1984. Despite recovering from a broken collar bone, Simon Wigg qualifies for the British Final as reserve. Now we all know that because Malcolm Simmons withdrew from the meeting, Simon got to ride. We all know how it went down and how it caused huge damage when the story hit the press later in the year. All very unfortunate. For me, Simmo was the ultimate 'hero'. His days of World Final glory were well over. He was one of the sports genuine superstars with a stash of Gold and Silver medals and titles to prove it. Now in the twilight of his amazing career, there was no point in depriving young Wigg of a shot at the World Final. And so it was. Simon not only qualified from the British Final but made it through the next two rounds to the World Final and finished 6th on debut. Brilliant! And thanks to Malcolm Simmons. Once again, Simmo the star studded 'HERO'!!!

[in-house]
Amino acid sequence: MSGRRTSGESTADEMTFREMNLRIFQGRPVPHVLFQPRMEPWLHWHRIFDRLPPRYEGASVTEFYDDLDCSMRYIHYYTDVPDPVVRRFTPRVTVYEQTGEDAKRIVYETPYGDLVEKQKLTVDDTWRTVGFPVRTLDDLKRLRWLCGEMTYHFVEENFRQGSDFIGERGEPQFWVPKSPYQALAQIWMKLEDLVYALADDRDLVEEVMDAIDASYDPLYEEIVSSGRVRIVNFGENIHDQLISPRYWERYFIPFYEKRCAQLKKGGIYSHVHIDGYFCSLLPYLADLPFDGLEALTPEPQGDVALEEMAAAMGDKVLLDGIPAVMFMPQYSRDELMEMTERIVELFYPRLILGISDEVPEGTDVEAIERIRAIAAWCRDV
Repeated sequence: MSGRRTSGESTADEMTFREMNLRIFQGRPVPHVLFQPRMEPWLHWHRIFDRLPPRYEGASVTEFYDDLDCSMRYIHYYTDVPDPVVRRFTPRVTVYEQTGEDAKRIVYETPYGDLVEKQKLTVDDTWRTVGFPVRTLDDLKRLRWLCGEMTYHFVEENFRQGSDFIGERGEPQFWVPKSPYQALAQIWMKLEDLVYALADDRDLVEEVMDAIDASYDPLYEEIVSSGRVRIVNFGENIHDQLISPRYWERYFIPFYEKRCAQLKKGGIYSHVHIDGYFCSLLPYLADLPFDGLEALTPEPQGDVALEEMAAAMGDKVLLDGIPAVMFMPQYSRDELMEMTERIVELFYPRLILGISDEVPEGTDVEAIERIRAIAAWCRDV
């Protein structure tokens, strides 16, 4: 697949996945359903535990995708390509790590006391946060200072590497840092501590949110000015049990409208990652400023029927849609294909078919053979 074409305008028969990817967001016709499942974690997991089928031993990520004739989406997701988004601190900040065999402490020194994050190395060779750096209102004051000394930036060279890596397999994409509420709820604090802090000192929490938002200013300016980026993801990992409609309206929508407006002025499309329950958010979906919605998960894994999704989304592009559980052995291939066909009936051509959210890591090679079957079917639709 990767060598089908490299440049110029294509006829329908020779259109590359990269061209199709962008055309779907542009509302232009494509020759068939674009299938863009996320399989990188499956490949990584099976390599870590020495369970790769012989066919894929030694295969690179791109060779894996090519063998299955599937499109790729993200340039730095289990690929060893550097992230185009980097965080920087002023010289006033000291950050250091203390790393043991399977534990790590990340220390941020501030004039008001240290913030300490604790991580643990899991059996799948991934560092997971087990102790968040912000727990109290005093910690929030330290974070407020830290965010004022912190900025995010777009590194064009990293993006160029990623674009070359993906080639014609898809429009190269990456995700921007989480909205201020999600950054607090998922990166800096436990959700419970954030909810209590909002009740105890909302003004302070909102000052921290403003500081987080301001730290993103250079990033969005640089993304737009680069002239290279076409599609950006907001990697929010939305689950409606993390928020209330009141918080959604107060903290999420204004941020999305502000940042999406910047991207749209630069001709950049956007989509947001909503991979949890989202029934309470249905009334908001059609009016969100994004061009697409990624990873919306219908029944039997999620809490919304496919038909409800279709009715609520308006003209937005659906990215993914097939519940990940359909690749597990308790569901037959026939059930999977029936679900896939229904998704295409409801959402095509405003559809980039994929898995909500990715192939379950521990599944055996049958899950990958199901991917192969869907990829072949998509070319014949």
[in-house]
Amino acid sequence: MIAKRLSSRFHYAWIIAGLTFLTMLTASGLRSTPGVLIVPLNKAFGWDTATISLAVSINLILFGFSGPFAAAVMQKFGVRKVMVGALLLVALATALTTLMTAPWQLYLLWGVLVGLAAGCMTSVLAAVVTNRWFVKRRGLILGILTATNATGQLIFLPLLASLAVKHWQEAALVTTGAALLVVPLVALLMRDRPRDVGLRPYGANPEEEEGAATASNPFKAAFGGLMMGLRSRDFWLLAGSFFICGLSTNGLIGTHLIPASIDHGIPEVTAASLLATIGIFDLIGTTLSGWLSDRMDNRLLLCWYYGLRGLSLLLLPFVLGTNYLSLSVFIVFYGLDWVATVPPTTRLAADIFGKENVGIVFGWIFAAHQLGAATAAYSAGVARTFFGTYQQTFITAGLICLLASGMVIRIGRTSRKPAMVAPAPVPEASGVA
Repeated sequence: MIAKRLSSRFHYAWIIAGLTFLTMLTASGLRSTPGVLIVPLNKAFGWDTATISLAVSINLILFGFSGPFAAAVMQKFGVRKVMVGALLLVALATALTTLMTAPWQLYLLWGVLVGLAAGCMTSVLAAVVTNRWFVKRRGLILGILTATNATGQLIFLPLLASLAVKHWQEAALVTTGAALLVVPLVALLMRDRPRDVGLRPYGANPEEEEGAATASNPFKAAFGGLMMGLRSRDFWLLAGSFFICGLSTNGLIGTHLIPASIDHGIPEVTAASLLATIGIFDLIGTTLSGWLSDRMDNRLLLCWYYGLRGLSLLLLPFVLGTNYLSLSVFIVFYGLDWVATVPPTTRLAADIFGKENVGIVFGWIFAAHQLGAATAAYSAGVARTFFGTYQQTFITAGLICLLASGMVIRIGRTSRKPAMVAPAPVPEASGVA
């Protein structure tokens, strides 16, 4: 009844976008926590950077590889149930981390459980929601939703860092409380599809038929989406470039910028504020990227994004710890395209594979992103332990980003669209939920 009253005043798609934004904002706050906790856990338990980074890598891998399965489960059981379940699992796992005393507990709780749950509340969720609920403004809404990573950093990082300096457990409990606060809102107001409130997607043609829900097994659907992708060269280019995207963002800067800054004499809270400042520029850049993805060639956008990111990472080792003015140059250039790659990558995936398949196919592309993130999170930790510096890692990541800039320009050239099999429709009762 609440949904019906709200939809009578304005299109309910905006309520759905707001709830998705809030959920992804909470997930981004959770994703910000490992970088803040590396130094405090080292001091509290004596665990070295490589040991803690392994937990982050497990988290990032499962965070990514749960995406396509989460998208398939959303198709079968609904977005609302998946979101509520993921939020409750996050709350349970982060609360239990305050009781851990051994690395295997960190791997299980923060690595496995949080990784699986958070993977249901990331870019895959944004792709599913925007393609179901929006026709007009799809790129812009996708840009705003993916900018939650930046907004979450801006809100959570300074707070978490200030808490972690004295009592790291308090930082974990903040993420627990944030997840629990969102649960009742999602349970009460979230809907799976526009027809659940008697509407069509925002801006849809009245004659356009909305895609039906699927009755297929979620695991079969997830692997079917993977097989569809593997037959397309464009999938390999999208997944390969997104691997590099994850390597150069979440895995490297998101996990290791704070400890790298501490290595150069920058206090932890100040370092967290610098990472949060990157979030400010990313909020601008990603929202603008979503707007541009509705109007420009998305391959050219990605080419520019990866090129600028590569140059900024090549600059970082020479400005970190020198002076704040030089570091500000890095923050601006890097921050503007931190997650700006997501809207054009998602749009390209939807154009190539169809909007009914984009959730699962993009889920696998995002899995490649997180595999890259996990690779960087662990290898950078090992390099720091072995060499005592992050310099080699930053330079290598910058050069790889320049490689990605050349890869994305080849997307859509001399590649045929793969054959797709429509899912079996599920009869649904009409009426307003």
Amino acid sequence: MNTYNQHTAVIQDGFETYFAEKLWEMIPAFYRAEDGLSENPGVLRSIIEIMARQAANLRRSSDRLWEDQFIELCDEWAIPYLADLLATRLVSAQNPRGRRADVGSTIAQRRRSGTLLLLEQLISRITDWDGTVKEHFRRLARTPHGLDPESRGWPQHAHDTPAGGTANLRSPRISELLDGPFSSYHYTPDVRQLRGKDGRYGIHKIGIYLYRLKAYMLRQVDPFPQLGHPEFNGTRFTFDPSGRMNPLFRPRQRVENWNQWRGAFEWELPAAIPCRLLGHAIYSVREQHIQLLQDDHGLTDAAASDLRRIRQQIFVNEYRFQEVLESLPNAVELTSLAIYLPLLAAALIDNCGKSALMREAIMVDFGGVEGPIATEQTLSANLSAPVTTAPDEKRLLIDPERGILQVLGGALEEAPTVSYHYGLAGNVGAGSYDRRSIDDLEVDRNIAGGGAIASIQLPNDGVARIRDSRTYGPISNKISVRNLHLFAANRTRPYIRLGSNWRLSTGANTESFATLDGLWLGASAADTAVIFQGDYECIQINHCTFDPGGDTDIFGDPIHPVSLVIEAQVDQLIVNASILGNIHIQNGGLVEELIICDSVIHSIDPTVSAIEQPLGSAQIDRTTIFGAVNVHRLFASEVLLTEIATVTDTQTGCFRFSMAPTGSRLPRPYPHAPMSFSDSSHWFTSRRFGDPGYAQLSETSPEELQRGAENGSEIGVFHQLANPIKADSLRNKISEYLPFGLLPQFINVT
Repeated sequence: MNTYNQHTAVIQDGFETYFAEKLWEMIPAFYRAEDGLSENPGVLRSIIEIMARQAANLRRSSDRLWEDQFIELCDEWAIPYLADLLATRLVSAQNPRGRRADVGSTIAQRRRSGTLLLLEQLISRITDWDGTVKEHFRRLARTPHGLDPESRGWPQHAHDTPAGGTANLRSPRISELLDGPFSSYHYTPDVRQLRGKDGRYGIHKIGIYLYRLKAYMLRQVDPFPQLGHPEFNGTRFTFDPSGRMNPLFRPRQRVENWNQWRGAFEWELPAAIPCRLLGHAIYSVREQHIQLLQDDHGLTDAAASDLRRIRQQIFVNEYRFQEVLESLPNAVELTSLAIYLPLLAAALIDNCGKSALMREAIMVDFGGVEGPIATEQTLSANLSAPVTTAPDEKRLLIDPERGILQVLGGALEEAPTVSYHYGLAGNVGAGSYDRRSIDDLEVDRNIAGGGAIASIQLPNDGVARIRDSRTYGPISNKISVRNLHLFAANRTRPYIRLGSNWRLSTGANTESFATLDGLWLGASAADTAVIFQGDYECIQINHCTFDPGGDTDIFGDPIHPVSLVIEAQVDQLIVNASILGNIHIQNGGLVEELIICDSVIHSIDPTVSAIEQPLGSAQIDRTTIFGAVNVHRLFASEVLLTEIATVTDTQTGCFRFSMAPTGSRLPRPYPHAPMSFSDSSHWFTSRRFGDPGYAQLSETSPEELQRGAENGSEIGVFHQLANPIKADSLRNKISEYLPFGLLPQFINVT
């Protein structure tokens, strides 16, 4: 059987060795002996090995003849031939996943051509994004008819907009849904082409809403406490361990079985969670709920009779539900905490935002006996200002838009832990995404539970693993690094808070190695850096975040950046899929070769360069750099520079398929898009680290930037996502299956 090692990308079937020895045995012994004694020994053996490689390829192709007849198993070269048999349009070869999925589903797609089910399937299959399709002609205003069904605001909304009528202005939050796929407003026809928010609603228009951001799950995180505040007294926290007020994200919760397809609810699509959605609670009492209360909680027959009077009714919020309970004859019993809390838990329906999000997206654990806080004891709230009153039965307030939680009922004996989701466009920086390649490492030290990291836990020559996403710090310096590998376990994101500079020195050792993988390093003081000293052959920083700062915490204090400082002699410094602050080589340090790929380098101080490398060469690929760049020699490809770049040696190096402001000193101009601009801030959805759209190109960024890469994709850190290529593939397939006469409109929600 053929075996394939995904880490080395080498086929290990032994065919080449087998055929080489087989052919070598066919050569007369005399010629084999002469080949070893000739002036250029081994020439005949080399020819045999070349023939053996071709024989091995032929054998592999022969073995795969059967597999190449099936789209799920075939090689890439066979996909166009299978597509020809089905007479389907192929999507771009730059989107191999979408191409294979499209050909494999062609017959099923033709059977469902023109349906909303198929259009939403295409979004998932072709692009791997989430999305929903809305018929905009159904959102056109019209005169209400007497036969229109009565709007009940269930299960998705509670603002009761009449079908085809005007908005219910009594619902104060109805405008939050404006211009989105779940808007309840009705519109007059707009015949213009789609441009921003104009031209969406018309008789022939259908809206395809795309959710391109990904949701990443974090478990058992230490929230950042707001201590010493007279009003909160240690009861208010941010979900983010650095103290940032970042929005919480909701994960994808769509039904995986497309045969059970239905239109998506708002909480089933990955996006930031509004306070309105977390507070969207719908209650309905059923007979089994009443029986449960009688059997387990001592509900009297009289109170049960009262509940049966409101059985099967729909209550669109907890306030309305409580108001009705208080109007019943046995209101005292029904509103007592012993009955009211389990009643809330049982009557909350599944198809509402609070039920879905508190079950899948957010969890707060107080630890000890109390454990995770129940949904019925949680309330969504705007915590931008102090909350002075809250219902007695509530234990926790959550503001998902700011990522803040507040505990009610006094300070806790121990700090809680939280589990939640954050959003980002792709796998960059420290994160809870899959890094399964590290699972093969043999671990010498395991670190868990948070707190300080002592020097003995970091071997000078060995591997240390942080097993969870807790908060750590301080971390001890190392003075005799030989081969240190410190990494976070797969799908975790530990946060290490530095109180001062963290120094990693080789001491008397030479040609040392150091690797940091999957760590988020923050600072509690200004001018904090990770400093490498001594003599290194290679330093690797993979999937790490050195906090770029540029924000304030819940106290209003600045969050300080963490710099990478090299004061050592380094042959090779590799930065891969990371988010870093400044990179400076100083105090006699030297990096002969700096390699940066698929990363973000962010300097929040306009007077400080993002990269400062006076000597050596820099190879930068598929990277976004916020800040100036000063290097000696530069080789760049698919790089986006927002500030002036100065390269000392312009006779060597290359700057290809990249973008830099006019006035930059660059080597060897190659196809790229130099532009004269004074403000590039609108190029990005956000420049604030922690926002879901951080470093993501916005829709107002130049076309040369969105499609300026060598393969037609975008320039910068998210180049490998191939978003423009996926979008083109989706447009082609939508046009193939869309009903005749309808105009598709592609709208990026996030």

Wroclaw, August 29, 1992. Denmark's Gert Handberg takes the World Final Bronze Medal, behind winner Gary Havelock and second placed Per Jonsson, despite a last round duck. His ten points, one more than pre meeting favourites Henrik Gustafsson and Tommy Knudsen. The following year, Gert qualifies for the 1993 World Championship Semi-Final and goes to Lonigo. Sadly, he is carrying injuries that will make finishing in the top 8 one hell of a task. He is however, determined to try. Top marks! He goes out for his first heat, does a practice start and realizes he has no show. With that, he withdraws from the meeting and British Champion Andy Smith gets a reprieve. And Smith certainly makes the most of it. Take a bow, Gert Handberg. You are, how they say, a 'HERO'!!!